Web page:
July 20, 1998 12:00 PM

Jane Krakowski well remembers the night she flew to Los Angeles for her final audition for FOX’s Ally McBeal. It was March 1997, and she was trying out for the role of Ally’s acerbic and audacious personal assistant Elaine Vassal. As it happened, Krakowski’s seatmate on the flight turned out to be none other than Calista Flockhart, who was headed for her final read-through, as Ally. Coincidentally, the actresses had known each other for years (Krakowski’s best friend, Liane Kamena, was Flockhart’s college roommate). “We went to our hotel and hung out,” recalls Krakowski, 29, lounging in her one-bedroom Manhattan apartment, “and the next morning we called to wish each other luck.” They also wanted to know what each was wearing. Flockhart settled on a demure lavender suit. Not Krakowski. Noting Elaine’s sheer brassiness, “I said, ‘I’m wearing the tightest sweater that I own, with a Wonderbra.’ ”

A bigger lift came later that day when Krakowski learned she’d won the role, at about the same time Flockhart landed Ally. The two giddy actresses flew back home to New York City together the same day. And with Ally McBeal, last year’s breakout series, about to enter its second season, Krakowski is still flying high, thanks to a character whose popularity is rising as fast as Ally’s hemlines. At first, fans complained to Krakowski that some of Elaine’s stunts—such as wandering the office not in a Wonderbra but a “face bra,” her wacky invention for preventing wrinkles—annoyed them. But they became more sympathetic after the Nov. 10 episode, in which Ally told the troublemaking Elaine that her need to be the center of attention “makes you look sad.”

She’s now finding other ways of getting noticed. “One of the producers was driving home one day and heard on the radio a song I did from a CD,” says Krakowski, referring to her nascent singing career. (She has recorded three compendium albums, including Sondheim at the Movies and The Burt Bacharach Album.) As a result, Elaine, at the office Christmas party, got to croon, “I Saw Mommy Kissing Santa Claus.”

And it’s not just her acting or singing her costars appreciate. “I can just sit down and talk to her,” says Greg Germann, who plays Ally and Elaine’s boss Richard Fish. The night of the Golden Globe awards last January, he recalls, “we all met at Jane’s [one-bedroom rental] apartment in L.A., and we got in this limo and felt like we were [going to] the prom.”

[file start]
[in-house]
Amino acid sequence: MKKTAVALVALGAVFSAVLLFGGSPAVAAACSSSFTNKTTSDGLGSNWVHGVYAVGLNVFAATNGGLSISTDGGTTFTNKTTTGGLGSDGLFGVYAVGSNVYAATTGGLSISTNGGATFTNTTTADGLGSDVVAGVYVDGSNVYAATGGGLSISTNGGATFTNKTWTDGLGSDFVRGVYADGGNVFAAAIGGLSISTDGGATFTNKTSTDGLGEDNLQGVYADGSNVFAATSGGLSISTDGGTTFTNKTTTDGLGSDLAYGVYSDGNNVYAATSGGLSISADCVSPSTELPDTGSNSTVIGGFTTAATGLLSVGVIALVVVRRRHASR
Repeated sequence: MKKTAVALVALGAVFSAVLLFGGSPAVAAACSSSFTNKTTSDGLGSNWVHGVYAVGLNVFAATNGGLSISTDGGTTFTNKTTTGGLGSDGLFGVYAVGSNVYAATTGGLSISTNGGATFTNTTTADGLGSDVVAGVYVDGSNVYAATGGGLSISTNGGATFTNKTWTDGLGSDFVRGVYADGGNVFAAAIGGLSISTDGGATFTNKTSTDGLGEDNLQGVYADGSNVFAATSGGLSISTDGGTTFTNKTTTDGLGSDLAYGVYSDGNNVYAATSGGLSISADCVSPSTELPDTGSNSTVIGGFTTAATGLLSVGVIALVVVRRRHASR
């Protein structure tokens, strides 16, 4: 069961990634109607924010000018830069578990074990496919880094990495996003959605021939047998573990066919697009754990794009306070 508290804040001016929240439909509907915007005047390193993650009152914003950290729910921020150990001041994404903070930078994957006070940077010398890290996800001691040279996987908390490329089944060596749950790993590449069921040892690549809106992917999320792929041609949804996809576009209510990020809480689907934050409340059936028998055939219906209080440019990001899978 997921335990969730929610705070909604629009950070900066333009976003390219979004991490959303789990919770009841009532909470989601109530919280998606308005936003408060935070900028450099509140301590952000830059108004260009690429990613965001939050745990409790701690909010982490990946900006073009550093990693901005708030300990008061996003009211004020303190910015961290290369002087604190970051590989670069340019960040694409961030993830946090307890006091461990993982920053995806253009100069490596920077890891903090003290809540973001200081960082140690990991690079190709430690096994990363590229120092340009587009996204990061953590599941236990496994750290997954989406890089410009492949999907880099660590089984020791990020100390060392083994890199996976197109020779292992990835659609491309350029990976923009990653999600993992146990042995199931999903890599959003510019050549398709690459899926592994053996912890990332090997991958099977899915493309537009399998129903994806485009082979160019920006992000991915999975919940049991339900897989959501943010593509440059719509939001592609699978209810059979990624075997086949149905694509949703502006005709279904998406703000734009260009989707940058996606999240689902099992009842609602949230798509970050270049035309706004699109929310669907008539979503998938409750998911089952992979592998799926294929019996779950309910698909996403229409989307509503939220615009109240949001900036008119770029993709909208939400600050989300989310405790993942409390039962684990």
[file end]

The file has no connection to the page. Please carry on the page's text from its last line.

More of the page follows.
Which is as close as Krakowski herself ever got to prom night. A native of Parsippany, N.J., and the younger of two children of Barbara, 57, a college theater instructor, and Ed, 58, a chemical engineer, she was 15 when she was cast as troubled teen T.R. Kendall on NBC’s Search for Tomorrow for two seasons. Her own adolescence was also less than perfect. As a student at the Professional Children’s School in New York City, “I was never asked to dances,” she says. “I never had a regular boyfriend.” (She does now, and though she won’t identify him, “a lot of fun is being had,” says Krakowski.)

At 18, she made her Broadway debut—on roller skates—in the musical Starlight Express and three years later won raves in Grand Hotel. Since then, Krakowski has juggled theater roles (Once upon a Mattress) with TV (CBS’s Due South) and films. Next month, she costars in Dance with Me, with Vanessa L. Williams and the young singer-actor Chayanne.

Still, she owes much of her success to her shot on a smash TV show. If she hadn’t landed the role, she says, “that flight back after our audition would have been really long. ‘Send me back a chocolate chip cookie from first class there, Calista!’ ”

Michael A. Lipton

Cynthia Wang in New York City

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